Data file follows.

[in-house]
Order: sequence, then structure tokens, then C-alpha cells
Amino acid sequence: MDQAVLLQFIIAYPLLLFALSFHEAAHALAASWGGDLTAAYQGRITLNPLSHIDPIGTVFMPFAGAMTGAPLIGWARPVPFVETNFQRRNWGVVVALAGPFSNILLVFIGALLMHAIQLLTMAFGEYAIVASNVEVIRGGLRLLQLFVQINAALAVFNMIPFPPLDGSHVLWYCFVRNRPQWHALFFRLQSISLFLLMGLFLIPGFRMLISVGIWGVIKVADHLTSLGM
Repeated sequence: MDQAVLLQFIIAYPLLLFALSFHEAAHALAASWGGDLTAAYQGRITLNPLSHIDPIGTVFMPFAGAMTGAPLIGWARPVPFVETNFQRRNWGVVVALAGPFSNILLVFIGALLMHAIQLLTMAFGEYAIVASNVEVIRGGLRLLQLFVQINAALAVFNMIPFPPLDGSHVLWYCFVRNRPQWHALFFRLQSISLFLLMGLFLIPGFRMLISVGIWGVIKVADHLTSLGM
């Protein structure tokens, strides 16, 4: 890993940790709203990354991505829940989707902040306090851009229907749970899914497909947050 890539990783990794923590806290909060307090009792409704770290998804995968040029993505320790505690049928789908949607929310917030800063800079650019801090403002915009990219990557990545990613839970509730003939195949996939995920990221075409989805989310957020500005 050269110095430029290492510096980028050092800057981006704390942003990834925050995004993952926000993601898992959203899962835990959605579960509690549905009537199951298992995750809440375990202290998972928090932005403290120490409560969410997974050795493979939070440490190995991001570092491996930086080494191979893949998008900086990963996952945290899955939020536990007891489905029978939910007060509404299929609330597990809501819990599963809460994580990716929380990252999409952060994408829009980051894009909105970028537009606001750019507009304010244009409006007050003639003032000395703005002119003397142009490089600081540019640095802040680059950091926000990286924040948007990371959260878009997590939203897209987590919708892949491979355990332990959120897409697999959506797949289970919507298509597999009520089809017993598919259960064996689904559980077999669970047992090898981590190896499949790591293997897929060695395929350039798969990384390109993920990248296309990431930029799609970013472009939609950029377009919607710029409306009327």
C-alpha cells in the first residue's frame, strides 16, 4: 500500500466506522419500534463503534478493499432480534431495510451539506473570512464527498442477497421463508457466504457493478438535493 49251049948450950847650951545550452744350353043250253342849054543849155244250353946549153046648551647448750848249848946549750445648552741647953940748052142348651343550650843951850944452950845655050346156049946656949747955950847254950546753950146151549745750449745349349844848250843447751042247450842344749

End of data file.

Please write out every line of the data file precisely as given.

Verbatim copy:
[in-house]
Order: sequence, then structure tokens, then C-alpha cells
Amino acid sequence: MDQAVLLQFIIAYPLLLFALSFHEAAHALAASWGGDLTAAYQGRITLNPLSHIDPIGTVFMPFAGAMTGAPLIGWARPVPFVETNFQRRNWGVVVALAGPFSNILLVFIGALLMHAIQLLTMAFGEYAIVASNVEVIRGGLRLLQLFVQINAALAVFNMIPFPPLDGSHVLWYCFVRNRPQWHALFFRLQSISLFLLMGLFLIPGFRMLISVGIWGVIKVADHLTSLGM
Repeated sequence: MDQAVLLQFIIAYPLLLFALSFHEAAHALAASWGGDLTAAYQGRITLNPLSHIDPIGTVFMPFAGAMTGAPLIGWARPVPFVETNFQRRNWGVVVALAGPFSNILLVFIGALLMHAIQLLTMAFGEYAIVASNVEVIRGGLRLLQLFVQINAALAVFNMIPFPPLDGSHVLWYCFVRNRPQWHALFFRLQSISLFLLMGLFLIPGFRMLISVGIWGVIKVADHLTSLGM
């Protein structure tokens, strides 16, 4: 890993940790709203990354991505829940989707902040306090851009229907749970899914497909947050 890539990783990794923590806290909060307090009792409704770290998804995968040029993505320790505690049928789908949607929310917030800063800079650019801090403002915009990219990557990545990613839970509730003939195949996939995920990221075409989805989310957020500005 050269110095430029290492510096980028050092800057981006704390942003990834925050995004993952926000993601898992959203899962835990959605579960509690549905009537199951298992995750809440375990202290998972928090932005403290120490409560969410997974050795493979939070440490190995991001570092491996930086080494191979893949998008900086990963996952945290899955939020536990007891489905029978939910007060509404299929609330597990809501819990599963809460994580990716929380990252999409952060994408829009980051894009909105970028537009606001750019507009304010244009409006007050003639003032000395703005002119003397142009490089600081540019640095802040680059950091926000990286924040948007990371959260878009997590939203897209987590919708892949491979355990332990959120897409697999959506797949289970919507298509597999009520089809017993598919259960064996689904559980077999669970047992090898981590190896499949790591293997897929060695395929350039798969990384390109993920990248296309990431930029799609970013472009939609950029377009919607710029409306009327």
C-alpha cells in the first residue's frame, strides 16, 4: 500500500466506522419500534463503534478493499432480534431495510451539506473570512464527498442477497421463508457466504457493478438535493 49251049948450950847650951545550452744350353043250253342849054543849155244250353946549153046648551647448750848249848946549750445648552741647953940748052142348651343550650843951850944452950845655050346156049946656949747955950847254950546753950146151549745750449745349349844848250843447751042247450842344749